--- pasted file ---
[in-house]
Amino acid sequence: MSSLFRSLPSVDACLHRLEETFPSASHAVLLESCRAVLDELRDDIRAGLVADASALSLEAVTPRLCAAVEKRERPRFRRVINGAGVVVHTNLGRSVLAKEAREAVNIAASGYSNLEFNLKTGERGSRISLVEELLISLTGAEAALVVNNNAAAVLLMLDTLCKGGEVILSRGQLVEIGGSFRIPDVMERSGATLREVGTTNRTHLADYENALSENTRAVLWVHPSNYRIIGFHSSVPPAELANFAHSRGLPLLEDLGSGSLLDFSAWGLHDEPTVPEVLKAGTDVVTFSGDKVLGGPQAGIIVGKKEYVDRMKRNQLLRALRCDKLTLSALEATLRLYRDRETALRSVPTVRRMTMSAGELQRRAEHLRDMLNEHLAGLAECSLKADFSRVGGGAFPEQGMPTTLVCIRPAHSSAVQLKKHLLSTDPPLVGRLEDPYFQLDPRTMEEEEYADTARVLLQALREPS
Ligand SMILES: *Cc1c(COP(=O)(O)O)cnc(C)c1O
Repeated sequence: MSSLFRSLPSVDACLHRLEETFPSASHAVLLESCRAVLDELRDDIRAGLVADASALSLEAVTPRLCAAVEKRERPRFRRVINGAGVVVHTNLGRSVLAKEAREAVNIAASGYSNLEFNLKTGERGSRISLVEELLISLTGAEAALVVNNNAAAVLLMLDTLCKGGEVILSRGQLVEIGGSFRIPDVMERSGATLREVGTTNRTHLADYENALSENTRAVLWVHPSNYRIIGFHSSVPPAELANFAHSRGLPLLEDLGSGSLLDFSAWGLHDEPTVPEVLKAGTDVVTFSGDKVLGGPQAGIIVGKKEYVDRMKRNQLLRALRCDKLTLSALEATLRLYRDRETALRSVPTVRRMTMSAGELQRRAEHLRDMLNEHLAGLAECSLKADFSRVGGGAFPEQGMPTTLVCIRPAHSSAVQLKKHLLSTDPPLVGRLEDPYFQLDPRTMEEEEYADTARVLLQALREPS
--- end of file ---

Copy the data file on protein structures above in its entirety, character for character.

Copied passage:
[in-house]
Amino acid sequence: MSSLFRSLPSVDACLHRLEETFPSASHAVLLESCRAVLDELRDDIRAGLVADASALSLEAVTPRLCAAVEKRERPRFRRVINGAGVVVHTNLGRSVLAKEAREAVNIAASGYSNLEFNLKTGERGSRISLVEELLISLTGAEAALVVNNNAAAVLLMLDTLCKGGEVILSRGQLVEIGGSFRIPDVMERSGATLREVGTTNRTHLADYENALSENTRAVLWVHPSNYRIIGFHSSVPPAELANFAHSRGLPLLEDLGSGSLLDFSAWGLHDEPTVPEVLKAGTDVVTFSGDKVLGGPQAGIIVGKKEYVDRMKRNQLLRALRCDKLTLSALEATLRLYRDRETALRSVPTVRRMTMSAGELQRRAEHLRDMLNEHLAGLAECSLKADFSRVGGGAFPEQGMPTTLVCIRPAHSSAVQLKKHLLSTDPPLVGRLEDPYFQLDPRTMEEEEYADTARVLLQALREPS
Ligand SMILES: *Cc1c(COP(=O)(O)O)cnc(C)c1O
Repeated sequence: MSSLFRSLPSVDACLHRLEETFPSASHAVLLESCRAVLDELRDDIRAGLVADASALSLEAVTPRLCAAVEKRERPRFRRVINGAGVVVHTNLGRSVLAKEAREAVNIAASGYSNLEFNLKTGERGSRISLVEELLISLTGAEAALVVNNNAAAVLLMLDTLCKGGEVILSRGQLVEIGGSFRIPDVMERSGATLREVGTTNRTHLADYENALSENTRAVLWVHPSNYRIIGFHSSVPPAELANFAHSRGLPLLEDLGSGSLLDFSAWGLHDEPTVPEVLKAGTDVVTFSGDKVLGGPQAGIIVGKKEYVDRMKRNQLLRALRCDKLTLSALEATLRLYRDRETALRSVPTVRRMTMSAGELQRRAEHLRDMLNEHLAGLAECSLKADFSRVGGGAFPEQGMPTTLVCIRPAHSSAVQLKKHLLSTDPPLVGRLEDPYFQLDPRTMEEEEYADTARVLLQALREPS